(TNS)—Q: We own a unit in a small condominium. Until recently, we have had flood insurance although we are not in a flood zone. Now a new owner is pushing for it, and the board is caving in. Are they legally required to have flood insurance if most owners do not want to pay the extra expense through our dues? -Shelley
A: Flood insurance is one of the most important investments for any homeowner to make in insuring their continued ability to keep the home. Due to the way that the insurance industry is structured, other types of insurance, such as the standard hazard policy that every homeowner should have, specifically exclude what flood insurance covers. Flood insurance is often government-subsidized, making it very affordable. It is a mistake for any property owner who lives in or near a flood zone to not have this coverage.
The law requires your condo’s leadership to use its best effort to fully insure itself, the condo’s common areas and property for its full insurable value. Some boards will try to evade this relatively small expense by pointing out that the law does not specify what types of insurance must be maintained or that they are not in a flood zone. However, recent instances of rising water have shown us that flood insurance indeed is necessary. Other boards content themselves that concerned owners will insure their own units, but that coverage will not help when the common areas are damaged or destroyed.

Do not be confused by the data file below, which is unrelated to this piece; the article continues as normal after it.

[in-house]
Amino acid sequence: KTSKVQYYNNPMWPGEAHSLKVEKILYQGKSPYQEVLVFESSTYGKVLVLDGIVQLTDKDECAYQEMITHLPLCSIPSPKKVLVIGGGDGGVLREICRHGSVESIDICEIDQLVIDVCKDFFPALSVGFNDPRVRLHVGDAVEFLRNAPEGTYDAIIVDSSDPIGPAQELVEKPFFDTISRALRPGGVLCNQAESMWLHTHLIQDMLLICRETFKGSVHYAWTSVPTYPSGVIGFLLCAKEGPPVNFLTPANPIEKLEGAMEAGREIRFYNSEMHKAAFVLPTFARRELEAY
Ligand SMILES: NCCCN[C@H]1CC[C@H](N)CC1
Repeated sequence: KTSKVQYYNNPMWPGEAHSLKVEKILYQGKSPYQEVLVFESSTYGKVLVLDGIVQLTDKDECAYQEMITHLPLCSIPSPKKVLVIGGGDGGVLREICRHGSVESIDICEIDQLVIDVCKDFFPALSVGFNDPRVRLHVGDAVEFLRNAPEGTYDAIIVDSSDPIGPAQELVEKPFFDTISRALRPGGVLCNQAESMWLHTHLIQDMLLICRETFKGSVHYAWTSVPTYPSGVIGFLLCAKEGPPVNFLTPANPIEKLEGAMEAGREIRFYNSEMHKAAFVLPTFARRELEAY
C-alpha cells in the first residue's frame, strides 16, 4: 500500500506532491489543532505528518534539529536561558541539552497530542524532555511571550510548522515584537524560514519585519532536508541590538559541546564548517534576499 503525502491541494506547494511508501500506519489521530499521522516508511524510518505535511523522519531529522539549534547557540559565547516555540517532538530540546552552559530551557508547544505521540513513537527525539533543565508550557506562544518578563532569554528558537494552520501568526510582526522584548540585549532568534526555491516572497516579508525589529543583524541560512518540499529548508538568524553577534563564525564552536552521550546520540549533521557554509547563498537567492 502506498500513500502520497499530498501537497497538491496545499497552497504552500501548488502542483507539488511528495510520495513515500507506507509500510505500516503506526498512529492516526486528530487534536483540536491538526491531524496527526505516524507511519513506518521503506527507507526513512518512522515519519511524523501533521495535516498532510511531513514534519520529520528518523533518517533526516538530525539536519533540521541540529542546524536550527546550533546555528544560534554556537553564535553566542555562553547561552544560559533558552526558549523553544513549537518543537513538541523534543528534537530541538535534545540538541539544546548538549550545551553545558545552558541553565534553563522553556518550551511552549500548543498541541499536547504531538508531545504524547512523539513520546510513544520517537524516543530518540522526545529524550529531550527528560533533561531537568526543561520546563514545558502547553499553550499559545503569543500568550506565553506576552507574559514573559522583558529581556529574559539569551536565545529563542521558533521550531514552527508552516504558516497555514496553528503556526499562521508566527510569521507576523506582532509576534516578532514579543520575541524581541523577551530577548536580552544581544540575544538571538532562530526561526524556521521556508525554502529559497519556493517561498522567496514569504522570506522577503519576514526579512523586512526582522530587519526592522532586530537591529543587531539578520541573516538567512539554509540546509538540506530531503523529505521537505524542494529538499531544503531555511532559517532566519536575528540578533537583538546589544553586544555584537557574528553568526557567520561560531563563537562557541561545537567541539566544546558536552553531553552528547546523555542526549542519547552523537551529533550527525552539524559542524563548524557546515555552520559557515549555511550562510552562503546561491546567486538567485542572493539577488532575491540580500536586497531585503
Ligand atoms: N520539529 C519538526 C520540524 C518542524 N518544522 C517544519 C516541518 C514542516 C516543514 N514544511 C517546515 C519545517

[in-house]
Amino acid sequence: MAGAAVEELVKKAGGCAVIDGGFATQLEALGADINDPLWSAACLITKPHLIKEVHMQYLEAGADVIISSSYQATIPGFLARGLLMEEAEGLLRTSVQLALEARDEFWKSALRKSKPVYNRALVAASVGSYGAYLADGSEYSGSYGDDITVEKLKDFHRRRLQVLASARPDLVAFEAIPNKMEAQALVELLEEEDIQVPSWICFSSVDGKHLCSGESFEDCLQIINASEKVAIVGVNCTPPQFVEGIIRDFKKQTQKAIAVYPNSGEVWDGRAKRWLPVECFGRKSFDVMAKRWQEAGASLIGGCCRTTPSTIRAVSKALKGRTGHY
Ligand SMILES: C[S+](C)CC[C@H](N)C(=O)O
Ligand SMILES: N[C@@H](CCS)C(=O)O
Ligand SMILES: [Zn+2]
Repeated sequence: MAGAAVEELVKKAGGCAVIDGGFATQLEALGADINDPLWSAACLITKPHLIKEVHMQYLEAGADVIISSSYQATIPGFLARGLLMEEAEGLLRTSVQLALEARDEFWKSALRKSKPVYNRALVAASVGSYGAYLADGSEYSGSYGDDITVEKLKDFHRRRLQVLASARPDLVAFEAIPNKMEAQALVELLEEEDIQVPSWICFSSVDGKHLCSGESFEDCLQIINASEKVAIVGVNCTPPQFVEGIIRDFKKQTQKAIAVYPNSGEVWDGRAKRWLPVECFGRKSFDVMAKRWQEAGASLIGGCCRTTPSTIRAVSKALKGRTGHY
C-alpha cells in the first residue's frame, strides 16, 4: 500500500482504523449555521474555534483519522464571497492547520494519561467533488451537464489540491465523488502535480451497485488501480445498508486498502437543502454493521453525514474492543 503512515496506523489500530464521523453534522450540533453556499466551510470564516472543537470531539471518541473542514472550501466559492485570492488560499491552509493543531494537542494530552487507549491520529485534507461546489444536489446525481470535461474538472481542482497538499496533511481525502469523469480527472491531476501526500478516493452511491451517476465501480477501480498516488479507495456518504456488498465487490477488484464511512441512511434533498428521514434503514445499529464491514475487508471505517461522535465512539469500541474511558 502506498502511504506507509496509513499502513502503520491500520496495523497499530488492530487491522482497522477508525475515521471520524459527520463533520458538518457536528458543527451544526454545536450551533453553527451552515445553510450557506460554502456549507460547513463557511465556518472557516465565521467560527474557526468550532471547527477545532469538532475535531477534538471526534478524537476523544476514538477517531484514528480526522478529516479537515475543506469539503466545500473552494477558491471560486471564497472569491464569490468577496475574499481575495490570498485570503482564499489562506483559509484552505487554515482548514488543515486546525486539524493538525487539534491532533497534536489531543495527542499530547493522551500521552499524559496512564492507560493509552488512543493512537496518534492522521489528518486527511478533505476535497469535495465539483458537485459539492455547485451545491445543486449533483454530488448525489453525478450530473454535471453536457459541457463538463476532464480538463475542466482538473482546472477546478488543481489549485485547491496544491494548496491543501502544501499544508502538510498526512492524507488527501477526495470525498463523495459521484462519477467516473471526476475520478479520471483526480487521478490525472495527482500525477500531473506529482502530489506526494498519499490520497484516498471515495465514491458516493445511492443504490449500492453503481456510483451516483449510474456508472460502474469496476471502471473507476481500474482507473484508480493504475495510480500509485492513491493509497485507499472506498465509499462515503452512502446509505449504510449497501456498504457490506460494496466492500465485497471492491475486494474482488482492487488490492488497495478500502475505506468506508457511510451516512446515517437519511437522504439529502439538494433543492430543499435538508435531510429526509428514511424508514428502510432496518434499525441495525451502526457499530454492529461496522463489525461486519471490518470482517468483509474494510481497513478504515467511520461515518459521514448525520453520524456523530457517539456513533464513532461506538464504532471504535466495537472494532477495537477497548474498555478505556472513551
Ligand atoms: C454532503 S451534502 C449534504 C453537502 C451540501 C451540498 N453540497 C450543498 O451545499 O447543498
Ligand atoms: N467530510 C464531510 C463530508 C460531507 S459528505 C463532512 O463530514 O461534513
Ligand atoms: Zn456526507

To put it simply, it is potentially negligent for a board not to use its best efforts to fully insure the condo, including getting flood insurance. If a board purposefully does not do this, perhaps to save money, members are potentially exposing themselves to liability.
It is important for every board to try to keep the budget reasonable and save their neighbors from unnecessary expense. But this is not the place to cut corners.
Gary M. Singer is a Florida attorney and board-certified as an expert in real estate law by the Florida Bar.
©2017 Sun Sentinel (Fort Lauderdale, Fla.)
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